Photobooks - what you told me....

So here are the books that you recommended to me on my instagram feed @hueyraw (Some were already highlighted in my previous post so don’t get namechecked again here.)

Click on the image for a link to buy the book online.

Some of them aren’t so easy to get hold of. Anyone willing to republish some Fan Ho?

Thanks to the instagram crowd and especially @setex @daniel75009 @nico_street_ @nadiagrayphoto @bassabas @mikael_grs @friedaknips @menasambiasi @fabiennehanotaux @is_it_on_the_trolley @ashsmithone @gav__robinson @lucas.savoie


Robert Doisneau

Hong Kong Yesterday

Fan Ho


Bruce Davidson

Camera in Love

Ed van der Elsken


Harry Gruyaert


Sebastiao Salgado

In England

Don McCullin

It’s All Good



Rinko Kawauchi

Memories of a Dog

Daido Moriyama

Street Photography Now

by Sophie Howarth and Stephen McLaren

Magnum Contact Sheets

Kristen Lubben

Photobooks - a personal list

Everyone loves a list.

The desert island game is one I will willingly play from time to time - especially with music. Although choosing only ten tracks or pieces from a lifetime of passionate listening often seems as futile as it is impossible - moods shift, needs change and new things come along. The same applies to photo books. A new one is almost automatically elevated to favourite status and, if it’s not, then the purchase is always slightly tinged with regret.

So, which would you take? No fixed limit to the number of books but let's assume that your travel is not in some kind of mobile-library(!) so that there is some implied limit.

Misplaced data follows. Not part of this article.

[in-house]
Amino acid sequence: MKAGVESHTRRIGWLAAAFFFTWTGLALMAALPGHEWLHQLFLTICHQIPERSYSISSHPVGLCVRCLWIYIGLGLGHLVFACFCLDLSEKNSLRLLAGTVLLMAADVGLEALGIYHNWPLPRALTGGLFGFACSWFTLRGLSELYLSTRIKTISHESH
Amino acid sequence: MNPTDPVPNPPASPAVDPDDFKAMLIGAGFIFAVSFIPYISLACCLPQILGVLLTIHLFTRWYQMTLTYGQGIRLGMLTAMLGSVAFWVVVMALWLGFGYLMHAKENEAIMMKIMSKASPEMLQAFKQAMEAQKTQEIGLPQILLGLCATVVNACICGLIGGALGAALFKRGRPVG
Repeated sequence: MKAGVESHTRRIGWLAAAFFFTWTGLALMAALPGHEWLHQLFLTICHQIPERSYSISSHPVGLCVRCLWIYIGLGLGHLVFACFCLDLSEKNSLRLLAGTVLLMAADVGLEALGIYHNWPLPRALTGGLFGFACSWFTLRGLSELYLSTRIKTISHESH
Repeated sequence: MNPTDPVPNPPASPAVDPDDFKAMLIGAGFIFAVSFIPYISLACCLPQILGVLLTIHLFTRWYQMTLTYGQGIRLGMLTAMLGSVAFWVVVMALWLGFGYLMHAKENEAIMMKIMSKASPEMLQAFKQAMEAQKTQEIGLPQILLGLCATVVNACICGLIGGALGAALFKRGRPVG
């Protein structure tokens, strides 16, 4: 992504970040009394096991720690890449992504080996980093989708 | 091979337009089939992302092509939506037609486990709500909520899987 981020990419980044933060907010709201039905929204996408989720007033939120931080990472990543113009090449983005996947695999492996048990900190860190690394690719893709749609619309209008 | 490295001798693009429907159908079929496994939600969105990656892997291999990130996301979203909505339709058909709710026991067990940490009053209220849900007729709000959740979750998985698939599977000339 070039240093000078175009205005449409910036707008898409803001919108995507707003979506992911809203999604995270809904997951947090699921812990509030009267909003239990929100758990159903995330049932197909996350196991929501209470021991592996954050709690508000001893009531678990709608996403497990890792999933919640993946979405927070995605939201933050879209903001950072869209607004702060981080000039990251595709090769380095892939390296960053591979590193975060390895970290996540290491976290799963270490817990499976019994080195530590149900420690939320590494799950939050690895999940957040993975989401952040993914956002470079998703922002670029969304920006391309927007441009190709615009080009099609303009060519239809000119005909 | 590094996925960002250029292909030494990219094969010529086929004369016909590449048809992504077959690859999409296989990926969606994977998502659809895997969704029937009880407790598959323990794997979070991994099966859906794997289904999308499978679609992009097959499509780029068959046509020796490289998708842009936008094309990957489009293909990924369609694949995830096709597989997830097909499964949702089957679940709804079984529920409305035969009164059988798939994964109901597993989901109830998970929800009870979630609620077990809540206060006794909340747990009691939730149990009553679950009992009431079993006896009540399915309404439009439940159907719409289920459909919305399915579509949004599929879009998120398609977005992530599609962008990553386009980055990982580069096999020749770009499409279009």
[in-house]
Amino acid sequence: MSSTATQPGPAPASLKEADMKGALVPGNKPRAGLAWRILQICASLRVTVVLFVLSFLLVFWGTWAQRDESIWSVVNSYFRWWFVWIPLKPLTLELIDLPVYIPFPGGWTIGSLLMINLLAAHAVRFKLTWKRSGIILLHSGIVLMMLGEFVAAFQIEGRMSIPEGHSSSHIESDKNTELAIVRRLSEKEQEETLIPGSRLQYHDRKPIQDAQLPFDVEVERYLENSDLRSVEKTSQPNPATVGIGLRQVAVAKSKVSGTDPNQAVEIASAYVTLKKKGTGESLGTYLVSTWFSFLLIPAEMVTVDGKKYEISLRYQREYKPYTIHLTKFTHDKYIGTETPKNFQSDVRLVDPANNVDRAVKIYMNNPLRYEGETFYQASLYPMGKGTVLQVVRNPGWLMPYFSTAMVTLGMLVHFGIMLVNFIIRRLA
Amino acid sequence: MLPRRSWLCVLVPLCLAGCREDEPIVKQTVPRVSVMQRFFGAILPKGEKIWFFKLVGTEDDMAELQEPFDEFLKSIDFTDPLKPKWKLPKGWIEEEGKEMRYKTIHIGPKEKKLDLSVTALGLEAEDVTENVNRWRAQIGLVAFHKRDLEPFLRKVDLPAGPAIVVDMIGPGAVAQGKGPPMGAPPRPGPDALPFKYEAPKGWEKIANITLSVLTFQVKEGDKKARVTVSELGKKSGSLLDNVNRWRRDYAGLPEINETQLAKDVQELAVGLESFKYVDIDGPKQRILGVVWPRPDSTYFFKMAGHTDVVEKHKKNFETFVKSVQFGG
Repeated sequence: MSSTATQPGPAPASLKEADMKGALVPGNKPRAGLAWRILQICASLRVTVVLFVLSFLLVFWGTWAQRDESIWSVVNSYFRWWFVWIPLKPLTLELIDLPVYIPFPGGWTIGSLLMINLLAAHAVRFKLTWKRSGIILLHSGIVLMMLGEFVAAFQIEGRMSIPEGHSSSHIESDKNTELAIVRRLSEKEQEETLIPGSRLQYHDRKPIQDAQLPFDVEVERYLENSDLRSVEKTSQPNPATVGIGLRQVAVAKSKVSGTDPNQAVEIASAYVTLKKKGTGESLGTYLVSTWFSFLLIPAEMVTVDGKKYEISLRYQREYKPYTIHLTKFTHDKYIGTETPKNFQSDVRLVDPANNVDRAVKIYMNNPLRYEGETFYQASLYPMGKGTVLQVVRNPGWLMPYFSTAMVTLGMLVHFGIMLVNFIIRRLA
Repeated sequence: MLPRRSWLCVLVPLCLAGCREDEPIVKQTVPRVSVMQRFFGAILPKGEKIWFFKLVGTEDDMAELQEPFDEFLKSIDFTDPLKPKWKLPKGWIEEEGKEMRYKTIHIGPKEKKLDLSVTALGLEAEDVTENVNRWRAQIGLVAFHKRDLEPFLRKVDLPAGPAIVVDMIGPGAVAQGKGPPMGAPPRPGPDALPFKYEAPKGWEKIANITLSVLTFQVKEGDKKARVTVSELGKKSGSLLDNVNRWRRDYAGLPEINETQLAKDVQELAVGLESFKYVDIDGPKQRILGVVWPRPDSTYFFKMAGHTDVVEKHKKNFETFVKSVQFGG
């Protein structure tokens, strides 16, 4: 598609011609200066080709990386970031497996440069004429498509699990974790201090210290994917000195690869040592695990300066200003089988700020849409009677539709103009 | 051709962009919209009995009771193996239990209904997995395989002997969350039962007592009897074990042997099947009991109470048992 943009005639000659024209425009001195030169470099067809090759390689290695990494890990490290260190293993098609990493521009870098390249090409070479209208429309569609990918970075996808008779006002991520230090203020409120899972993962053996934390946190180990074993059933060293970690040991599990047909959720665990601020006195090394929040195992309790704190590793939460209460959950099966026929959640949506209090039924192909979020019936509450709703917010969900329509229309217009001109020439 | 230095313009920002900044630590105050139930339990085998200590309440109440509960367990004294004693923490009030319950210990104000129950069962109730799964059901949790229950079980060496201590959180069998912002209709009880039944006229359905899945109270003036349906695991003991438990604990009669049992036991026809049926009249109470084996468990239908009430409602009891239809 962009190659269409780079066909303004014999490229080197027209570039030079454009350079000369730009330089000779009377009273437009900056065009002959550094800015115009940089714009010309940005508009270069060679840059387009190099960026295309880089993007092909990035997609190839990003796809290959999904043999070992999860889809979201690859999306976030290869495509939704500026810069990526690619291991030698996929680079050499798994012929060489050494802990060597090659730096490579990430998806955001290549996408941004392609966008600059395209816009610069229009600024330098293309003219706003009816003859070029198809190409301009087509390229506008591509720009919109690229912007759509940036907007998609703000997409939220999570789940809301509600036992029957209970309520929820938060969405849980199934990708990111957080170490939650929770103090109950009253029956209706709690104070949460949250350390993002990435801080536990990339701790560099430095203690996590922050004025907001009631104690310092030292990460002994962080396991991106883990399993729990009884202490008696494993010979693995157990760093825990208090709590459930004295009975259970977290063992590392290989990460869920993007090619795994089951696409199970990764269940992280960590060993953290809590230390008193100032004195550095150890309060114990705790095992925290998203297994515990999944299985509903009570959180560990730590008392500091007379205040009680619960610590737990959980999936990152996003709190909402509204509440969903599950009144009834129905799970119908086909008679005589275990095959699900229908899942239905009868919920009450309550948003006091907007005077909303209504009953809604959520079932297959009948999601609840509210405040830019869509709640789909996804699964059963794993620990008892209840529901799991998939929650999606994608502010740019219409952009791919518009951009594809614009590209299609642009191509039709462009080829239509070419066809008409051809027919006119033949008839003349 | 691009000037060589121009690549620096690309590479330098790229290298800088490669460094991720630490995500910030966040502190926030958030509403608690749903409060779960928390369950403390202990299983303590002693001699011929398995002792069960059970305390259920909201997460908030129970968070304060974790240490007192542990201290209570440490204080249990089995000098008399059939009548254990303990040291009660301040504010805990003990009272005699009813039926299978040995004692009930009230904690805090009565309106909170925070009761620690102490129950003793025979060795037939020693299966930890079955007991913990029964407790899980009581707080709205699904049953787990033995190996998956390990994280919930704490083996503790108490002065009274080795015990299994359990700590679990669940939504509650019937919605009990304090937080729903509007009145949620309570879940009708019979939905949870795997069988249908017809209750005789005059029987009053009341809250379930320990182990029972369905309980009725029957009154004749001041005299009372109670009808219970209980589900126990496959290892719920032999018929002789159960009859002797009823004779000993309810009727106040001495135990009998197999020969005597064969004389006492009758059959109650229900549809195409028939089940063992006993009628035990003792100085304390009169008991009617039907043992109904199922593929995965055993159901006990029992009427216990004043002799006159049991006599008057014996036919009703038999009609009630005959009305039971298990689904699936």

I started by imagining a top ten. I then asked my instagram followers for their favourites. This brought me a few familiar ones and some new books that I look forward to discovering. It also threw up the question of which books qualify - I had been thinking about books by one photographer. However, there were some really strong mentions of books about photography and some collections too 

This first blog is going to focus on books by single photographers, leaving space for compilations (for want of a better word) and guides in future blogs.

I should also say that I am simply listing the book without a review. If you want to see what they’re like for yourself then there are plenty of places to look online or in bookshops. 

So.. here we go.  Click on the image for a link to buy online.

The Suffering of Light

Alex Webb

Home Around The World

Elliott Erwitt

Colour Correction

Ernst Haas

Modern Color

Fred Herzog


Gregory Crewdson


Sergio Larrain

Henri Cartier Bresson

by Clement Cheroux

Youth Unemployment

Tish Murtha

Early Color

Saul Leiter

The New Yorkers

Robert Herman

Honourable mentions to Anders Petersen, Marc Riboud, Mark Neville’s “Fancy Pictures,” and the sheer gorgeousness of Sebastiao Salgado’s use of deep blacks in his monochrome images.

If your favourite is not listed, I’d love to hear from you. Like or comment below.

Til next time.

British Photography Awards

Thrilled to be shortlisted in the Street category of the British Photography Awards with my image All The Fun Of The Fair.